Brain-stimulating games such as crosswords, Sudoku, jigsaw puzzles, or card games work to “cross-train” your brain, in a sense, as does reading. Including a variety of these activities in your day-to-day life can help improve brain function and promote new brain cell growth.
These things also have the potential to increase something called “brain reserve”, which helps your brain adapt, respond to changes, and resist damage. Brain reserve develops throughout our lives, beginning in childhood. When we continue to learn new things, incorporate new activities, and develop new skills and interests we build our brain reserve.
Education, hobbies, games, and artistic creativity are all areas that help build brain reserve and improve our mental fitness.
6. Utilize Stress Management Techniques, Including Play!
When stressed, the human body releases cortisol, a hormone that can damage brain memory cells. Relaxation exercises, such as deep breathing and meditation, can help reduce cortisol in the body. Meditation can also improve focus and memory, reduce anxiety and depression, and potentially slow the effects of aging on your brain.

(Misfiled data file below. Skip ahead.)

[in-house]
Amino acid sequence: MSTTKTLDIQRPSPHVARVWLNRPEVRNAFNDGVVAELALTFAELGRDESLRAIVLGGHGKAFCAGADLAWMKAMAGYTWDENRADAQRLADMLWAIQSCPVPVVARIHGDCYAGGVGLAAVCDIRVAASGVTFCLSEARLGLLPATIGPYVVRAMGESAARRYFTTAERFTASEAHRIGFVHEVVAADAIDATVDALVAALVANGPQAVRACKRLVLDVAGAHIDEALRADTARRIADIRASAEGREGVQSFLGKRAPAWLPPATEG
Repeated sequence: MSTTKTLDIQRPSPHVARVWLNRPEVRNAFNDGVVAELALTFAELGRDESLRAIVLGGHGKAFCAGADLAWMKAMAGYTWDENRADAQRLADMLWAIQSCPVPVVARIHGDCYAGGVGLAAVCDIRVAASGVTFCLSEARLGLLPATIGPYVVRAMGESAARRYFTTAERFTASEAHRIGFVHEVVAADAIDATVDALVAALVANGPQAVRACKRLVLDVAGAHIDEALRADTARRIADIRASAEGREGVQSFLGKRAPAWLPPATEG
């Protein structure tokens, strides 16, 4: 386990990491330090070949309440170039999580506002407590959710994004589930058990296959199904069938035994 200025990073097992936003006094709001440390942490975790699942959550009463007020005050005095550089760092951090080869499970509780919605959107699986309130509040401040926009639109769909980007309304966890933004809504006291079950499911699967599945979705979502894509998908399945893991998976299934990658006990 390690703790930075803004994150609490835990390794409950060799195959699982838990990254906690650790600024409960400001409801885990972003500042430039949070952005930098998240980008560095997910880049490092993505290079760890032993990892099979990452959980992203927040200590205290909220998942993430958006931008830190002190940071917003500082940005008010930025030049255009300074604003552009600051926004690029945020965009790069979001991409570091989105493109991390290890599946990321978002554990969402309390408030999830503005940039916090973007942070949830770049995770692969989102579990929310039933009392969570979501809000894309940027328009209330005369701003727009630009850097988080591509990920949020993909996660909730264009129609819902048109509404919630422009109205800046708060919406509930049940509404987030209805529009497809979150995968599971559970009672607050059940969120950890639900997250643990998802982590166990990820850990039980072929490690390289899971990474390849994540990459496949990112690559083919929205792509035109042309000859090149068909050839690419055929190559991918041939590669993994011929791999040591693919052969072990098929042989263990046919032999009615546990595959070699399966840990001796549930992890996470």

In addition to mindfulness exercises like meditation, good old-fashioned FUN can help reduce stress and maintain a healthy brain as well.
In the hustle and bustle of daily life, it can often be difficult to make time for fun. But play and laughter can help relieve stress, improve brain function, spur creativity, and improve our relationships with others. And while play is certainly important for a child’s growing brain, adults can benefit from play as well.
7. Stay Connected
Our relationships with friends and family can make our lives richer in so many ways. But did you know that staying connected to others can help protect your brain against memory loss?
It’s true. Studies have shown that people with a high amount of social interaction experience slower rates of memory decline than those that don’t. Staying connected to a social network helps reduce depression and anxiety — both of which can contribute to memory loss.
Take time throughout your week to connect with family and friends and make an effort to meet new people. Get involved in a sports, music, or other club or consider volunteering for a favorite charity. Adopting a pet can also help improve your physical, mental, and cognitive health and give you another outlet for social interaction with other pet owners.
Consider Brain Training With LearningRx To Boost Brain Health This Year